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Investment Commentary

 

 

5/5/2020

Limited Visibility into a Post-Covid Economy

Equity markets ended the month lower last week however they capped off a notable April with the S&P 500 gaining 12.7%, its best month since 1987.  Fixed income markets rallied as central banks committed to purchase more government and corporate bonds, and volatility has declined from extreme levels.  COVID-19 has continued to spread globally, but many countries are starting to see daily new infection and hospitalization rates ebb, and are now beginning to gradually reopen their economies. 

Stocks began to take a respite late last week on the heels of corporate earnings reports from industry bellwethers such as Apple and Exxon Mobil who underlined the challenges companies face in dealing with a locked down economy.  Numerous companies withdrew earnings guidance for the year ahead given the uncertainty surrounding the pandemic.  This was in addition to other data that showed that U.S. manufacturing activity had decelerated to its slowest pace in more than a decade in April, jobless claims increased by 30 million in the last six weeks, and GDP contracted at an annualized pace of 4.8% in the first quarter.      

ISM Manufacturing (Black), ISM New Orders (Orange)

 

Source: Bloomberg

GDP Annualized QoQ

Source: Bloomberg

After its April meeting, the Federal Open Market Committee (FOMC) reiterated their willingness to use a full range of tools to support the economy and to keep the Fed Funds rate near zero.  The FOMC believes the pandemic “poses considerable risks to the economic outlook over the medium term” and they remain ready to backstop financial markets. This after they have already committed to unlimited government bond purchases.  In addition, they are now buying investment grade corporate bonds and high yield bonds (contingent upon the issuer having had an investment grade rating prior to 3/22) including corporate bond ETFs.  These actions contributed to a sharp decline in investment grade and high yield spreads, and kept Treasury yields low despite the massive fiscal stimulus being provided.  Many market participants have concerns at the precedent that is being set, and Guggenheim Investments’ Global CIO Scott Minerd put it best in a recent note when he said “the Fed and Treasury have essentially created a new moral hazard by socializing credit risk.”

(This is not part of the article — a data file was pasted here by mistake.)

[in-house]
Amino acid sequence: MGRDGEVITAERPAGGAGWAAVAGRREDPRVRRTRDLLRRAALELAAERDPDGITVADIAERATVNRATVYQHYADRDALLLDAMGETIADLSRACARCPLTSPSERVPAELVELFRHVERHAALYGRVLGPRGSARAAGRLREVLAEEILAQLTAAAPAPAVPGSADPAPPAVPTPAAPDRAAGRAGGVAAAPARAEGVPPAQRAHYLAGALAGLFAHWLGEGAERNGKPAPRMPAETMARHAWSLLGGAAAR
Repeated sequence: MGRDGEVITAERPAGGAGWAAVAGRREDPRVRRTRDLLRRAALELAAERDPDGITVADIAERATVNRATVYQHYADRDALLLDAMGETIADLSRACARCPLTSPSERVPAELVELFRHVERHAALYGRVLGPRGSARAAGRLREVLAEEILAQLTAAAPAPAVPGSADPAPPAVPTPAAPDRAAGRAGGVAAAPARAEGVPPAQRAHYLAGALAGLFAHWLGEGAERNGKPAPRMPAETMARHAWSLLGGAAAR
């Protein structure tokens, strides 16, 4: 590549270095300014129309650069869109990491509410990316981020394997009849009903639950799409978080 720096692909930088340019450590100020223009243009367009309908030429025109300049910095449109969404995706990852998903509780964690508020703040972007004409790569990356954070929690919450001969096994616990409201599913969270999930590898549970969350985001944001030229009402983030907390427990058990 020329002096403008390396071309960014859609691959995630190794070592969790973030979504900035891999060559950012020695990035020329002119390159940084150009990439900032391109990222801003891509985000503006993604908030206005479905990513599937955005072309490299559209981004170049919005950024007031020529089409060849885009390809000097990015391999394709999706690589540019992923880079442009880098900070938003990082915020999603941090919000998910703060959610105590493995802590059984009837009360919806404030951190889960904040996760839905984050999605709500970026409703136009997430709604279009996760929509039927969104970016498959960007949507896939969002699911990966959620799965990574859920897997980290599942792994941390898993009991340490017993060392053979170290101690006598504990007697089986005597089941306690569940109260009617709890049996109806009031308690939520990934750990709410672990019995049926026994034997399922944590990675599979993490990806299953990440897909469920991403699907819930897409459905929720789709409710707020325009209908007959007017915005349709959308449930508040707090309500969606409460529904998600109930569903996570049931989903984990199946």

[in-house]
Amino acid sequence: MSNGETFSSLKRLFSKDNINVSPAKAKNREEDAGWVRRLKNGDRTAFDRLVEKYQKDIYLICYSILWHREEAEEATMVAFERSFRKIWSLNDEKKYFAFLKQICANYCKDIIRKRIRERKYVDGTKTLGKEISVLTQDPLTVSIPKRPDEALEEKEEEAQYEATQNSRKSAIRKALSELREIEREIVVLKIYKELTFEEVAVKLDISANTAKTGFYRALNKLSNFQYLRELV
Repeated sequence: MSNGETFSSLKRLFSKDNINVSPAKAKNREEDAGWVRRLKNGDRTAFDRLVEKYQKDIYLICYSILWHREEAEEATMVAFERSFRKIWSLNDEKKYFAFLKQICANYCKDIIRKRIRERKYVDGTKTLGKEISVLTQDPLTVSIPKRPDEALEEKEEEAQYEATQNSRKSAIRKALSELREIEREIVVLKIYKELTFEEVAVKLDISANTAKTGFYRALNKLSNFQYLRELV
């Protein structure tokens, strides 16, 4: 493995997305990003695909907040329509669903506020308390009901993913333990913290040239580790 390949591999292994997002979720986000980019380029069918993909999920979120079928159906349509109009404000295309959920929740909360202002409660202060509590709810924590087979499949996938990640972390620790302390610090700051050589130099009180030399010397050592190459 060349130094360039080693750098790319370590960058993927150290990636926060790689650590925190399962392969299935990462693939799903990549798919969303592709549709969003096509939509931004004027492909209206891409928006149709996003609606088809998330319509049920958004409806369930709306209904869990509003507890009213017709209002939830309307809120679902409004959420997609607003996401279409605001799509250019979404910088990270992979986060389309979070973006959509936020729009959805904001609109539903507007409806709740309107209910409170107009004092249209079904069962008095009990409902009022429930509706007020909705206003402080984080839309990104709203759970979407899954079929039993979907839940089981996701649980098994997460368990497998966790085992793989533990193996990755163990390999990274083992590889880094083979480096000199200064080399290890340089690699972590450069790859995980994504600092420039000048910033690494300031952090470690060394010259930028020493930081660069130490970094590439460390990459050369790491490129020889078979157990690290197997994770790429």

Bloomberg Barclays U.S. Aggregate Corp Avg Option Adjusted Spread 

Source: Bloomberg

We’d be remiss if we didn’t at least mention the chaos in the oil markets; where West Texas Intermediate (WTI) oil futures for imminent delivery went negative as U.S. storage issues and weak demand meant traders were briefly paid to take physical delivery of oil.  This despite the OPEC+ agreement on production cuts.  At any other time, this would be given significantly more attention, however in our recent market environment, it has been pushed to the back page.  



West Texas Intermediate (WTI) Crude Oil

Source: Bloomberg

 

With massive global monetary and fiscal responses coupled with the rate of new coronavirus infections falling, it is unlikely that stocks will retest the March lows.  That being said, bouts of volatility are sure to remain as the recovery will be slow and uneven.  Clarity in the earnings picture would provide a catalyst for stocks, but many questions would still remain.  The biggest of which being how does the Fed ultimately envision their exit strategy from their unprecedented intervention?  The reopening process that governments now face will be incredibly challenging to strike the correct balance of getting the economy moving again and preventing a significant spike in new infections.  At Edge our stance remains unchanged.  We are continuing to methodically deploy cash into high quality companies when opportunities arise and rotate out of names we no longer favor.  

Ryan Babeuf, CFA

Market Strategist

Ryan.Babeuf@EdgeWealth.com



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